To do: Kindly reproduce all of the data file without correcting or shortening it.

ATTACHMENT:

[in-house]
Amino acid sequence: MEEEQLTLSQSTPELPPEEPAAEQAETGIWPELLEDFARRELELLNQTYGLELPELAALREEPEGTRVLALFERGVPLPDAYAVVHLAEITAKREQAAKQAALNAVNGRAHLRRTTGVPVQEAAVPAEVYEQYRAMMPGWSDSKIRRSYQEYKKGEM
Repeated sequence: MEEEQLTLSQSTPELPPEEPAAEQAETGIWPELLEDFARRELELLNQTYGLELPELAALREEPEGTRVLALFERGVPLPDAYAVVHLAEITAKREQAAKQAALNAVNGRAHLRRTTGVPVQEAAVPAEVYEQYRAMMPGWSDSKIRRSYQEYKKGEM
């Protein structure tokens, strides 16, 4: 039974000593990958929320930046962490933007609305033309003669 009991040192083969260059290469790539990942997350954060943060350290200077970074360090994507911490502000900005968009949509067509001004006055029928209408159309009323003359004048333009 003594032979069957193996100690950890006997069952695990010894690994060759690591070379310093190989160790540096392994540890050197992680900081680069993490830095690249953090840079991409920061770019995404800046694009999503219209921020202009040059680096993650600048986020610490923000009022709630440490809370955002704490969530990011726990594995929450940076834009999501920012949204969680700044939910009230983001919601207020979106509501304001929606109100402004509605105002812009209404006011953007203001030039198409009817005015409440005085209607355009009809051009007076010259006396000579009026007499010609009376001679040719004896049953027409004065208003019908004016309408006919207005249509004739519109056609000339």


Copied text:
[in-house]
Amino acid sequence: MEEEQLTLSQSTPELPPEEPAAEQAETGIWPELLEDFARRELELLNQTYGLELPELAALREEPEGTRVLALFERGVPLPDAYAVVHLAEITAKREQAAKQAALNAVNGRAHLRRTTGVPVQEAAVPAEVYEQYRAMMPGWSDSKIRRSYQEYKKGEM
Repeated sequence: MEEEQLTLSQSTPELPPEEPAAEQAETGIWPELLEDFARRELELLNQTYGLELPELAALREEPEGTRVLALFERGVPLPDAYAVVHLAEITAKREQAAKQAALNAVNGRAHLRRTTGVPVQEAAVPAEVYEQYRAMMPGWSDSKIRRSYQEYKKGEM
């Protein structure tokens, strides 16, 4: 039974000593990958929320930046962490933007609305033309003669 009991040192083969260059290469790539990942997350954060943060350290200077970074360090994507911490502000900005968009949509067509001004006055029928209408159309009323003359004048333009 003594032979069957193996100690950890006997069952695990010894690994060759690591070379310093190989160790540096392994540890050197992680900081680069993490830095690249953090840079991409920061770019995404800046694009999503219209921020202009040059680096993650600048986020610490923000009022709630440490809370955002704490969530990011726990594995929450940076834009999501920012949204969680700044939910009230983001919601207020979106509501304001929606109100402004509605105002812009209404006011953007203001030039198409009817005015409440005085209607355009009809051009007076010259006396000579009026007499010609009376001679040719004896049953027409004065208003019908004016309408006919207005249509004739519109056609000339």